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On July 1, we started our UW Medicine fiscal year and welcomed new faculty, fellows, residents and students to our patient care teams. As I think about this new year, I have tremendous pride in our progress and great optimism for UW Medicine’s future.

In healthcare today, rapid change is the one constant. Even though it is not always comfortable, change is necessary for success with our mission to improve the health of the public. Consider these examples of recent progress:

    • More than 1,000 faculty members are leading research programs that are changing the course of disease with ambitious projects such as the development of a breast cancer vaccine by the Cancer Vaccine Institute (see video). For the fifth consecutive year, UW Medicine faculty received more than $1 billion in research funding.
    • An effective continuous improvement approach is changing the curriculum for medical students and continuing to improve our educational programs for professional students, graduate students and clinical trainees.
    • Through UW Medicine Patients Are First, the overall rating for hospital care has increased from the 64th percentile in 2012 to the 78th percentile last year.


Looking ahead, I would like to highlight several strategic change initiatives that are crucial to our continued progress and success.

To address the extremely challenging healthcare reimbursement environment, the Financial Improvement & Transformation (FIT) program is our top priority. Simply stated, success with our mission depends on our financial health. Under the direction of Lisa Brandenburg, chief health system officer, and Jacqueline Cabe, chief financial officer, we have identified plans for revenue generation and cost reduction that will put us on a solid long-term financial footing.

We have already made significant progress. Compared to the $75 million operating loss in FY17 (July 1, 2016 to June 30, 2017), we expect to end FY18 with a balanced budget. We will need the support of every unit to achieve our margin (net income) goals for subsequent years so that we have the resources to invest in people, programs and technology. Please look for detailed information from your unit leaders and the FIT team about specific goals for your area.

As part of the FIT program, UW Medicine is planning a clinical transformation project to standardize our information systems with a single electronic health record. The goals of the project are to remove obstacles to providing care, improve patient engagement, enhance the provider experience, create better workflows for our clinical teams and provide for greater efficiencies across the business and operating platforms. Pending Board of Regents approval on July12, we expect the project to start later this quarter and finish in 2020.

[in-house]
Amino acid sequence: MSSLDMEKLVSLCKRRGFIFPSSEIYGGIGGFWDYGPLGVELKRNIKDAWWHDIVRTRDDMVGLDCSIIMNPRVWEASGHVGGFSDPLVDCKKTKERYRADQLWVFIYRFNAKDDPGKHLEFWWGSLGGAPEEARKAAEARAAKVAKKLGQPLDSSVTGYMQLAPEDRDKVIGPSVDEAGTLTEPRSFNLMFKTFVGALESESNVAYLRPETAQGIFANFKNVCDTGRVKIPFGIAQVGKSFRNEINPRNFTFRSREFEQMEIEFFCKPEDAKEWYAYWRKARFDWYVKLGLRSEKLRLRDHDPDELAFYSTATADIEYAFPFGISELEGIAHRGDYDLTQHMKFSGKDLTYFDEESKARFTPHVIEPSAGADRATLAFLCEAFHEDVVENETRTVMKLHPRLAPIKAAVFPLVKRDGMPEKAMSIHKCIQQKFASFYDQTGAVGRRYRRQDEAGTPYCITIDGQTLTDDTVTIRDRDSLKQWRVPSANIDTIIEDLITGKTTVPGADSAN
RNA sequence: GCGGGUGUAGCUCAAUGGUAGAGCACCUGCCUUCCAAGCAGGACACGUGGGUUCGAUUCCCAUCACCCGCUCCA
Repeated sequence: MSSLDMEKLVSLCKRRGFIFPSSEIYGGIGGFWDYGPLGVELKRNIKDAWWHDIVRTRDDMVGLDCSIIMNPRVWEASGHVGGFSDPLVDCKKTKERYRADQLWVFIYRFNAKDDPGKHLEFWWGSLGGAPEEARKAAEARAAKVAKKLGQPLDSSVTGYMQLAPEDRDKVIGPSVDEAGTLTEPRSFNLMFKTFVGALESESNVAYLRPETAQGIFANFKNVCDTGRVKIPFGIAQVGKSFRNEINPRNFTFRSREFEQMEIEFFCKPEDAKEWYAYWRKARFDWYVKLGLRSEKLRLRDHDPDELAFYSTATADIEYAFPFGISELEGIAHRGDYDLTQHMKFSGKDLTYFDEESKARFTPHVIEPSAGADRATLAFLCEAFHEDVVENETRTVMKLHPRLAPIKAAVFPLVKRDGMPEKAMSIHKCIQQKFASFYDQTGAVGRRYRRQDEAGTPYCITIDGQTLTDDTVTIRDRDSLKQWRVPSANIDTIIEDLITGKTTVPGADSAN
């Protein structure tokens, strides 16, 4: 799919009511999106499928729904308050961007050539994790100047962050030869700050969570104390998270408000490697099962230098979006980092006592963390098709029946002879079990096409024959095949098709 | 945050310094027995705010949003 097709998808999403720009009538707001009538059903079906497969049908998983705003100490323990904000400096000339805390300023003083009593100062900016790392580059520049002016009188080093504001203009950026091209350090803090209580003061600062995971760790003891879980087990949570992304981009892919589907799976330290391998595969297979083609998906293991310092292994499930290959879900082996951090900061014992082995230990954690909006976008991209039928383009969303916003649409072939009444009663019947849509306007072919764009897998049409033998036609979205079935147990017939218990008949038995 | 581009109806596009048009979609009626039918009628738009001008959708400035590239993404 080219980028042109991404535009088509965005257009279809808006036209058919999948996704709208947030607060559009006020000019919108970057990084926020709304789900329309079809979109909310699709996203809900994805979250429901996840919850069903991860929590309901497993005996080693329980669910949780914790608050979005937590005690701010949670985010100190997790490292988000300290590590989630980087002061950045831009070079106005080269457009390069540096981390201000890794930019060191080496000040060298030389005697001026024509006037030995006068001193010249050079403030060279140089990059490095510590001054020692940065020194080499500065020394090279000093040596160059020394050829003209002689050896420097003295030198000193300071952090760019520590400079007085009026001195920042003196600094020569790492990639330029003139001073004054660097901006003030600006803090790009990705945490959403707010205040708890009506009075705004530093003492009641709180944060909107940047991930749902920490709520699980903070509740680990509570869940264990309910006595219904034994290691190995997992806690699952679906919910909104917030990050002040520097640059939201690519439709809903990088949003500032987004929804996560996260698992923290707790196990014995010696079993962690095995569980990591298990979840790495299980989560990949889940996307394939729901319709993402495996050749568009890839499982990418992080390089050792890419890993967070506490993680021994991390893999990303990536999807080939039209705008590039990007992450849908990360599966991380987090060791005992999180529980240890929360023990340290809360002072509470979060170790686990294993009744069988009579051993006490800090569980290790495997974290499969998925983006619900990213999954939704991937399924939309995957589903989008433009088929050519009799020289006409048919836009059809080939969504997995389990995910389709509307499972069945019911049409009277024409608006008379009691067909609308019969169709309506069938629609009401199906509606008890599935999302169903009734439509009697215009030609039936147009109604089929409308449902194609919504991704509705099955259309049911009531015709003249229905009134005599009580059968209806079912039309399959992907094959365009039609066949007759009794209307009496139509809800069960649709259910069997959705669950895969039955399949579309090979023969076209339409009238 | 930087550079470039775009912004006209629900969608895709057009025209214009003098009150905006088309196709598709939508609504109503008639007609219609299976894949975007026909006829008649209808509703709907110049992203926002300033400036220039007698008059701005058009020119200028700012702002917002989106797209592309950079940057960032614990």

UW Medicine’s long-term success also requires changes in how our health system is structured. One example is the integration of Northwest Hospital & Medical Center and UW Medical Center. In preparation for operating both hospitals under a single license in January 2020, project teams are working on plans to improve access for patients, align clinical services, improve financial performance and reduce administrative complexity.

The creation of a clinically integrated network (CIN) with MultiCare Health System is another response to changes in the healthcare market. Through this network, we will contract directly with large employers and other payers to provide comprehensive and affordable care. Under a multiyear plan, we will begin by establishing the CIN as a separate legal entity, adding partner organizations, appointing a governing body and hiring key management positions.

As I have written previously, UW Medicine must address institutional racism. The UW Medicine Healthcare Equity Blueprint describes our plan to become a national model for reducing disparities in healthcare. We are also developing additional training programs to help us understand unconscious biases. I encourage you to participate in these training programs and to engage in thoughtful conversations about how we can promote diversity, equity and inclusion in UW Medicine.

Despite the uncertainties associated with change, I believe that these initiatives and others will enable us to provide high-quality patient care, improve the health of populations and decrease healthcare costs — the three goals of healthcare reform (see Triple Aim). We must also continue to focus on advancing the excellence of our research and education programs. Success with our mission depends on integration of excellent education, research and patient care programs.

Thank you for your support as we make changes to build a bright future for UW Medicine and advance our mission of improving health for all people.


Paul G. Ramsey, M.D.

CEO, UW Medicine

Executive Vice President for Medical Affairs and

Dean of the School of Medicine,

University of Washington


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